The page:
Bill Beckley and Narrative Art: The Word-Image Riddle and the Aesthetics of Beauty
Text by David Carrier and Andrea Viliani
This book traces the evolution of Bill Beckley’s work through a selection of over 100 works, with critical texts and a conversation with the artist.
Bill Beckley is an American conceptual artist and one of the first artists to use photography as a means of artistic expression. In the early 1970s he was part of a loose-knit group of conceptual artists that used images and fictional texts in a form that came to be known as Narrative Art. “I was basically writing a story and taking pictures at the same time. The text evolved with the photos,” he says.
In the 1980s he experimented with various materials and his work became more sculptural and pictorial. By the end of the decade, he had found a way to integrate these materials with photography, and this integration became a very important aspect of all his works. In 2019 he produced the Neapolitan Holidays series, inspired by cards dated between 1915 and 1972, sent to or from Naples, Italy. The artist responded to the text on the postcard with an email or a text message—an old postcard receiving a response, sometimes even after a hundred years.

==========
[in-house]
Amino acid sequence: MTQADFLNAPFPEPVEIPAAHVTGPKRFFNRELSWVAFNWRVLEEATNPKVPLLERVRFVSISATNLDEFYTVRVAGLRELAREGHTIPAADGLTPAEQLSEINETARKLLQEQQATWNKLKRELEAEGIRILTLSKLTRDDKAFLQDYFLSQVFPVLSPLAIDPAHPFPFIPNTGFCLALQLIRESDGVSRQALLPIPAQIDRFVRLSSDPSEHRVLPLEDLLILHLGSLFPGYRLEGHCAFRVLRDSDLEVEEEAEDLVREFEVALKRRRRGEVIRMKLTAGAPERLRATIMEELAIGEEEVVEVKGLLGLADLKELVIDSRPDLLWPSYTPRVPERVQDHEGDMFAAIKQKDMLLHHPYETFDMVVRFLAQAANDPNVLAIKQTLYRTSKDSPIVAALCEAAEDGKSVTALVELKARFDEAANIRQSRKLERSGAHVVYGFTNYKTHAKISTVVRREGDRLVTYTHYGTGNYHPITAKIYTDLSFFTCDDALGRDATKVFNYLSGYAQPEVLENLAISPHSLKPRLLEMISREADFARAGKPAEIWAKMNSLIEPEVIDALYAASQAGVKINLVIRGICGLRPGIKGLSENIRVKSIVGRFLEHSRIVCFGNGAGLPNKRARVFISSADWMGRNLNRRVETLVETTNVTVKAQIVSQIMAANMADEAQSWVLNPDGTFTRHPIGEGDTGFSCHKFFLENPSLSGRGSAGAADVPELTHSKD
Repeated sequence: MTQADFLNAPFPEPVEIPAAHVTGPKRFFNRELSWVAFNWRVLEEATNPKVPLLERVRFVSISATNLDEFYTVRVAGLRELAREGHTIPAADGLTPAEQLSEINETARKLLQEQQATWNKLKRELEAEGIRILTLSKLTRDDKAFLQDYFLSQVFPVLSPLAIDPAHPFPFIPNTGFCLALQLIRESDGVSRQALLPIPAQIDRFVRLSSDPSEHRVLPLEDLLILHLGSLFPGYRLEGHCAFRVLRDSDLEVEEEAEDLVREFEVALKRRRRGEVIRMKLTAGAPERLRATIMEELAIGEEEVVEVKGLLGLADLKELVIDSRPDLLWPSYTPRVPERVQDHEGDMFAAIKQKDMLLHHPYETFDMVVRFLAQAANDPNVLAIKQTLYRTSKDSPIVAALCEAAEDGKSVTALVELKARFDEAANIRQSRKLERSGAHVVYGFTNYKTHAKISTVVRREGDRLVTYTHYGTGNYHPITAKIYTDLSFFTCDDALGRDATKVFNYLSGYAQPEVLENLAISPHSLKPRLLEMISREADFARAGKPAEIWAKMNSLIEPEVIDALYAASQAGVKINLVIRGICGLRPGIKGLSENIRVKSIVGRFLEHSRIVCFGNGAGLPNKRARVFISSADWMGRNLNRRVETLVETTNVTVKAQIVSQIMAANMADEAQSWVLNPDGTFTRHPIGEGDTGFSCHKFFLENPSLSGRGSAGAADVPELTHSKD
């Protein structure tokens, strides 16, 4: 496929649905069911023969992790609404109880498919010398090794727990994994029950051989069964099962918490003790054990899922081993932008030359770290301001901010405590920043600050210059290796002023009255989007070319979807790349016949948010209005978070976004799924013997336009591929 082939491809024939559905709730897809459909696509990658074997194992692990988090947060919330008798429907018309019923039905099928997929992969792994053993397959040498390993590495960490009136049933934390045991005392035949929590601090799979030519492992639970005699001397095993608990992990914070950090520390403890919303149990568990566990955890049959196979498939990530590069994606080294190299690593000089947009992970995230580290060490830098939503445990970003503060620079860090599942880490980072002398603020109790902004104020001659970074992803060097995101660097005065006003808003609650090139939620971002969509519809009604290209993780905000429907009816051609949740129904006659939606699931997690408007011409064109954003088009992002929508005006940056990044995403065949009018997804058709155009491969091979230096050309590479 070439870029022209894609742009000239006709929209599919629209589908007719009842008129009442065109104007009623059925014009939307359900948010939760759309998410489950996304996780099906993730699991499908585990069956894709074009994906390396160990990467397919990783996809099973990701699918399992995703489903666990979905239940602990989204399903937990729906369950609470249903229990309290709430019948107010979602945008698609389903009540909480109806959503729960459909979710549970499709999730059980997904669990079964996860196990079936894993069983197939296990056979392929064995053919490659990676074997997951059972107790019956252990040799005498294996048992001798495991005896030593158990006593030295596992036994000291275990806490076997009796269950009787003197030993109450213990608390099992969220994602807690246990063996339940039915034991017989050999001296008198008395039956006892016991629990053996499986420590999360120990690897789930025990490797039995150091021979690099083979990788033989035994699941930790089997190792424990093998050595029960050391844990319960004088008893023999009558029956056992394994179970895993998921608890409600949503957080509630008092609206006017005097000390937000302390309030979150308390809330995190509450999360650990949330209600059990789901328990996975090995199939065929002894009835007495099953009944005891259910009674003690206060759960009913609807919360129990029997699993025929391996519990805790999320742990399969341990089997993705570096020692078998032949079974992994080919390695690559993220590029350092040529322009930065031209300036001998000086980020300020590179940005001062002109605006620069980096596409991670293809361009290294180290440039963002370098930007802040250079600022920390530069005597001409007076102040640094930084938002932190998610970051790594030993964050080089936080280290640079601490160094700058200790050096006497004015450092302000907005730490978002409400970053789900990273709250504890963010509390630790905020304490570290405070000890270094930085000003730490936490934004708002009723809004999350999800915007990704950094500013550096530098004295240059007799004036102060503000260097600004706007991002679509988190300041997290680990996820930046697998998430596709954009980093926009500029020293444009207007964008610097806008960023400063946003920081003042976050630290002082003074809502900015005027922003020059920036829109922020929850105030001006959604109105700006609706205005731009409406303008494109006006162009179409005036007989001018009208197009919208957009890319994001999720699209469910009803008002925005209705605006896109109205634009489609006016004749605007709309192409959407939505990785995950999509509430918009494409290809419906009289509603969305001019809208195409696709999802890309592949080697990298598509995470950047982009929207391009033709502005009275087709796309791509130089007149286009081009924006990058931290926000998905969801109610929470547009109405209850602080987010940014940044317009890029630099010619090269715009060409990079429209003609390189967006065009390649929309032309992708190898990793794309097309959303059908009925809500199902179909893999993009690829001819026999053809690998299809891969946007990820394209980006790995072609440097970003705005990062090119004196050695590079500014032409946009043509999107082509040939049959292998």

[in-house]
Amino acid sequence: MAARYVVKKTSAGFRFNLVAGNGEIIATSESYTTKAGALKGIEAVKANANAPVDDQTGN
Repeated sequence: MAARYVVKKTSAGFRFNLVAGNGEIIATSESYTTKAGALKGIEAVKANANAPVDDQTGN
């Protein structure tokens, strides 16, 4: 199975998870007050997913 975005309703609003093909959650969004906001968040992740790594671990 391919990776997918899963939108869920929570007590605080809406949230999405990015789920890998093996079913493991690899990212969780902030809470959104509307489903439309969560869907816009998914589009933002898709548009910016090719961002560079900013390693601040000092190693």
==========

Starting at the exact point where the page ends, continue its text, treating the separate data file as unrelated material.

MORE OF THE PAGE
About The Author
David Carrier is a former professor of philosophy at Carnegie Mellon University, and Champney Family Professor at Case Western Reserve University and the Cleveland Institute of Art in Ohio. Andrea Viliani is an art historian and curator and director of the Museum of Civilizations in Rome. He was formerly the head and curator of the Castello di Rivoli Research Institute.